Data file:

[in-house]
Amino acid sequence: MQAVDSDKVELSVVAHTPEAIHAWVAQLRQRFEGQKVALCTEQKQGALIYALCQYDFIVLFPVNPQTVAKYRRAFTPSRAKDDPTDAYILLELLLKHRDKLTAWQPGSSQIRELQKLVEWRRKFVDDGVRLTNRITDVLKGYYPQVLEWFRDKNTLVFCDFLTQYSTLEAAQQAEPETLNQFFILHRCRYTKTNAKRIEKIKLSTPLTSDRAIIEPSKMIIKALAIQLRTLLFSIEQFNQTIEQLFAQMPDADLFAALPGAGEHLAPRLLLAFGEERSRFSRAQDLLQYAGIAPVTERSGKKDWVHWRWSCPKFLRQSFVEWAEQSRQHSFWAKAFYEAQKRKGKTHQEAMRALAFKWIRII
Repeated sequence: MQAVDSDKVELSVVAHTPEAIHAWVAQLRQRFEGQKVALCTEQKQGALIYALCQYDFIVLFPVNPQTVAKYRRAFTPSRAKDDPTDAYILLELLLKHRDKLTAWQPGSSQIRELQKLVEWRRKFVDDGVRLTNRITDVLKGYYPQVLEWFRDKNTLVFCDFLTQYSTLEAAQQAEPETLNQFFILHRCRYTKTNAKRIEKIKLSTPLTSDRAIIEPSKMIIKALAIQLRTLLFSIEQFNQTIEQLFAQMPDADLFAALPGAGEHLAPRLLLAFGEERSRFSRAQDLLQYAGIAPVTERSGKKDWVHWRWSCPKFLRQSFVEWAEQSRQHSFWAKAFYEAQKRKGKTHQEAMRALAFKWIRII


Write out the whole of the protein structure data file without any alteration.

[in-house]
Amino acid sequence: MQAVDSDKVELSVVAHTPEAIHAWVAQLRQRFEGQKVALCTEQKQGALIYALCQYDFIVLFPVNPQTVAKYRRAFTPSRAKDDPTDAYILLELLLKHRDKLTAWQPGSSQIRELQKLVEWRRKFVDDGVRLTNRITDVLKGYYPQVLEWFRDKNTLVFCDFLTQYSTLEAAQQAEPETLNQFFILHRCRYTKTNAKRIEKIKLSTPLTSDRAIIEPSKMIIKALAIQLRTLLFSIEQFNQTIEQLFAQMPDADLFAALPGAGEHLAPRLLLAFGEERSRFSRAQDLLQYAGIAPVTERSGKKDWVHWRWSCPKFLRQSFVEWAEQSRQHSFWAKAFYEAQKRKGKTHQEAMRALAFKWIRII
Repeated sequence: MQAVDSDKVELSVVAHTPEAIHAWVAQLRQRFEGQKVALCTEQKQGALIYALCQYDFIVLFPVNPQTVAKYRRAFTPSRAKDDPTDAYILLELLLKHRDKLTAWQPGSSQIRELQKLVEWRRKFVDDGVRLTNRITDVLKGYYPQVLEWFRDKNTLVFCDFLTQYSTLEAAQQAEPETLNQFFILHRCRYTKTNAKRIEKIKLSTPLTSDRAIIEPSKMIIKALAIQLRTLLFSIEQFNQTIEQLFAQMPDADLFAALPGAGEHLAPRLLLAFGEERSRFSRAQDLLQYAGIAPVTERSGKKDWVHWRWSCPKFLRQSFVEWAEQSRQHSFWAKAFYEAQKRKGKTHQEAMRALAFKWIRII